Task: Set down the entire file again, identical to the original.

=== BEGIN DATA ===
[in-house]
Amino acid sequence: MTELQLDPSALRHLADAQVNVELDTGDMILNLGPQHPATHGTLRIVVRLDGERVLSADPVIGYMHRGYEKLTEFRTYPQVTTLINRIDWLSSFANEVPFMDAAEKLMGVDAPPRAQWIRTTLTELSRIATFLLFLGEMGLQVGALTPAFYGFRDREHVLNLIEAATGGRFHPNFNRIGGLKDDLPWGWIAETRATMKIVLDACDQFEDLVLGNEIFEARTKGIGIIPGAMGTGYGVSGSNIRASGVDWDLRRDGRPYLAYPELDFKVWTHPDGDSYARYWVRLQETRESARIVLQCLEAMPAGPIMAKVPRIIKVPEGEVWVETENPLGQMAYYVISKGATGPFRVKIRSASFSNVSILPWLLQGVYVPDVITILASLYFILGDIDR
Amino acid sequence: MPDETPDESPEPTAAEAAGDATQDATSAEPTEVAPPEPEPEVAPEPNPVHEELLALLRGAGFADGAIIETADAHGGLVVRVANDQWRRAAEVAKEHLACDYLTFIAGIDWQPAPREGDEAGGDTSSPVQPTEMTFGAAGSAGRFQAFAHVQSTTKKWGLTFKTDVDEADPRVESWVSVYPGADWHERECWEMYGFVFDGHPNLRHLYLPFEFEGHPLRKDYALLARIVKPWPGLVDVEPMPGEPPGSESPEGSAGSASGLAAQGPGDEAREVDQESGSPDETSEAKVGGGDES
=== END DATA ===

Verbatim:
[in-house]
Amino acid sequence: MTELQLDPSALRHLADAQVNVELDTGDMILNLGPQHPATHGTLRIVVRLDGERVLSADPVIGYMHRGYEKLTEFRTYPQVTTLINRIDWLSSFANEVPFMDAAEKLMGVDAPPRAQWIRTTLTELSRIATFLLFLGEMGLQVGALTPAFYGFRDREHVLNLIEAATGGRFHPNFNRIGGLKDDLPWGWIAETRATMKIVLDACDQFEDLVLGNEIFEARTKGIGIIPGAMGTGYGVSGSNIRASGVDWDLRRDGRPYLAYPELDFKVWTHPDGDSYARYWVRLQETRESARIVLQCLEAMPAGPIMAKVPRIIKVPEGEVWVETENPLGQMAYYVISKGATGPFRVKIRSASFSNVSILPWLLQGVYVPDVITILASLYFILGDIDR
Amino acid sequence: MPDETPDESPEPTAAEAAGDATQDATSAEPTEVAPPEPEPEVAPEPNPVHEELLALLRGAGFADGAIIETADAHGGLVVRVANDQWRRAAEVAKEHLACDYLTFIAGIDWQPAPREGDEAGGDTSSPVQPTEMTFGAAGSAGRFQAFAHVQSTTKKWGLTFKTDVDEADPRVESWVSVYPGADWHERECWEMYGFVFDGHPNLRHLYLPFEFEGHPLRKDYALLARIVKPWPGLVDVEPMPGEPPGSESPEGSAGSASGLAAQGPGDEAREVDQESGSPDETSEAKVGGGDES